Home
The Department of Biomedicine

BBB seminar: Anna M. Aragay

The cadherin-catenin adhesion system in signalling and cancer

Anna M. Aragay
Department of Biomedicine, University of Bergen

The loosening of intracellular adhesiveness at invasive carcinomas is due to functional disturbance of E-cadherin-mediated cell-cell contacts. Several mechanisms for inactivation of cadherin-mediated cell-cell adhesion have been proposed in human cancer. The majority of epithelial tumours show reduced E-cadherin expression in a heterologous manner and a correlation between reduced E-cadherin expression, loss of tumour differentiation and increased invasiveness has been found. This is consistent with the hypothesis that inhibition of E-cadherin function enhances the release of cancer cells from the primary site.

The distal portion of the cadherin cytoplasmic tail binds to different proteins, which in turn link the adhesive complex to the actin cytoskeleton. One candidate regulator of adhesion that binds to the cytoplasmic tail of cadherins is the catenin p120. Our group has recently discovered a link between the catenin p120 and a protein involved in signalling through cell surface receptors (Krakstad et al., Proc Natl Acad Sci USA. 2004, 101:10314-9). This protein belongs to the family of heterotrimeric G proteins, G12. The finding has opened a new avenue in the field of cell adhesion since it postulates a model of how signalling proteins can affect cadherin-cadherin interaction between cells.

 

Anna Aragay received a Ph.D. Degree in Biochemistry and Molecular Biology in 1989 from the Universitat Autonoma de Barcelona, Spain, and since then has been working in several research institutions, mainly outside of Spain. Her research interests are in the general area of signalling mechanisms involving G-protein receptors and cell adhesion.

During her Ph.D. she studied the processes leading to the reconstitution of nucleosomes on newly replicated fibres of DNA. In 1990 she moved as a postdoctoral fellow to the California Institute of Technology, where she spent the following six years in the laboratory of Prof. Melvin Simon. Here she was involved in several projects concerned with dissecting G-protein receptor signalling pathways. She developed methodologies to microinject antibodies directly into cultured cells (with Prof. James Feramisco, UCSD) and PCR methods to clone and characterise families of G-proteins in cellular or organism samples (with Dr. Thomas Wilkie, now at the Southwestern Medical School). Some of these collaborations are actively maintained within her group in Bergen. She also spent two years as a senior scientist at the Centro de Biologia Molecular in Madrid, where she worked in collaboration with Profs. Federico Mayor and C. Martinez-A. Together they investigated the role of protein kinases and phosphatases involved in the modulation of G-protein signals, mainly effected through GRK enzymes.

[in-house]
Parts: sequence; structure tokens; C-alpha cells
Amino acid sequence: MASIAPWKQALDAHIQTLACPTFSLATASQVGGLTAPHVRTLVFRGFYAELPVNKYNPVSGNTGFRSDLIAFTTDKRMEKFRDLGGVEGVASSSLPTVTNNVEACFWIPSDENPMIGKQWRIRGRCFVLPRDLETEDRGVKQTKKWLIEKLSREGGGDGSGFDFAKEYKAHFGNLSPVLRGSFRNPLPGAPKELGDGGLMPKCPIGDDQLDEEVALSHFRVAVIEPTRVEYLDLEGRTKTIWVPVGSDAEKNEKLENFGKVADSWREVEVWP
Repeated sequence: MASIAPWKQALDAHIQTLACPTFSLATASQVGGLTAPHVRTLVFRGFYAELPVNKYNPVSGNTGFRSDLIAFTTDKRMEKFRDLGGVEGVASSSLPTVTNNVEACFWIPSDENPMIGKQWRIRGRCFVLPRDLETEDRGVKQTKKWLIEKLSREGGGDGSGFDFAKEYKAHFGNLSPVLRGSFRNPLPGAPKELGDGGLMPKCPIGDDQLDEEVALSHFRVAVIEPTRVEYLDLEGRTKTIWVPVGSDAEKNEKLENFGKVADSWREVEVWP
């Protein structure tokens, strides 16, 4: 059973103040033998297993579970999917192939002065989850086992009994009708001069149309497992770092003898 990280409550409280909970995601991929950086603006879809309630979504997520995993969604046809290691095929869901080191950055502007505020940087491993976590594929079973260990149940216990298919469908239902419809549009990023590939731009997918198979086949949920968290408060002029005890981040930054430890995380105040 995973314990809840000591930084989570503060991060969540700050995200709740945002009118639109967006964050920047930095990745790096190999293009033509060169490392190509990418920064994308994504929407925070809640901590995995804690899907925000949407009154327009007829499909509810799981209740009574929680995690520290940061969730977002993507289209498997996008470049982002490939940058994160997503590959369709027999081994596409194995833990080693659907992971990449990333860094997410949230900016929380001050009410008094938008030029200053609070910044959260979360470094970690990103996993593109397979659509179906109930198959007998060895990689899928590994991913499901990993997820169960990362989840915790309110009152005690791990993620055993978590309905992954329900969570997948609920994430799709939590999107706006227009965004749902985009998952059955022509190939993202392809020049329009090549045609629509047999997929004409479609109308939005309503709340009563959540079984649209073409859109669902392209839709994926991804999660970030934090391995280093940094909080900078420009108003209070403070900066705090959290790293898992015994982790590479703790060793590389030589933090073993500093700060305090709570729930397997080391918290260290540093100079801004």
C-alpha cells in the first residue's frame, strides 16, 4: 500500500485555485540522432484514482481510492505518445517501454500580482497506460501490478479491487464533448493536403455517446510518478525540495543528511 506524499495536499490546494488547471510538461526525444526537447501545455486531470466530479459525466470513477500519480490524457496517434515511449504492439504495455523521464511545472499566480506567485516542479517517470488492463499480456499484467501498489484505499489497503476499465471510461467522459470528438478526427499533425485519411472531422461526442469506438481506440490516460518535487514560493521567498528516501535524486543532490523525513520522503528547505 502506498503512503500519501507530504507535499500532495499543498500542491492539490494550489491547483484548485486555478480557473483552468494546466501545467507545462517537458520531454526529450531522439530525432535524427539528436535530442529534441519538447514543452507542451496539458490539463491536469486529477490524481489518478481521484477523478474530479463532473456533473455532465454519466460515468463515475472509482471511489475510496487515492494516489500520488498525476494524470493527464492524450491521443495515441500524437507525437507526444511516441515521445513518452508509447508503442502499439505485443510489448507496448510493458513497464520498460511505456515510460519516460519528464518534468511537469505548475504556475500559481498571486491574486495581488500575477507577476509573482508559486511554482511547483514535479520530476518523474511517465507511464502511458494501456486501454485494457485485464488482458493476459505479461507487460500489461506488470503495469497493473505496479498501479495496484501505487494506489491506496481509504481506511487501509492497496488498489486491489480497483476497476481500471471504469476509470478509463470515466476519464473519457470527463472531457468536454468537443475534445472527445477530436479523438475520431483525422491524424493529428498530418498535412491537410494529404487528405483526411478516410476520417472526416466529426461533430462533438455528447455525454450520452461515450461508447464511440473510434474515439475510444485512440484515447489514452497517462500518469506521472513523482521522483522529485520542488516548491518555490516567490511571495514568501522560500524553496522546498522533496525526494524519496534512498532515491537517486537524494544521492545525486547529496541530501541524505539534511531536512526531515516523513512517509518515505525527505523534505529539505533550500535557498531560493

In 2000 Anna Aragay moved to Norway, accepting the position as Associate Professor at the Department of Anatomy and Cell Biology, University of Bergen. She focuses her attention on studying these signalling processes and their implication in cell adhesion and metastasis. She is also head of the National Molecular Imaging Center (MIC).

Selected publication:
Krakstad BF, Ardawatia VV, Aragay AM. A role for Galpha12/Galpha13 in p120ctn regulation. Proc Natl Acad Sci USA. 2004; 101:10314-9.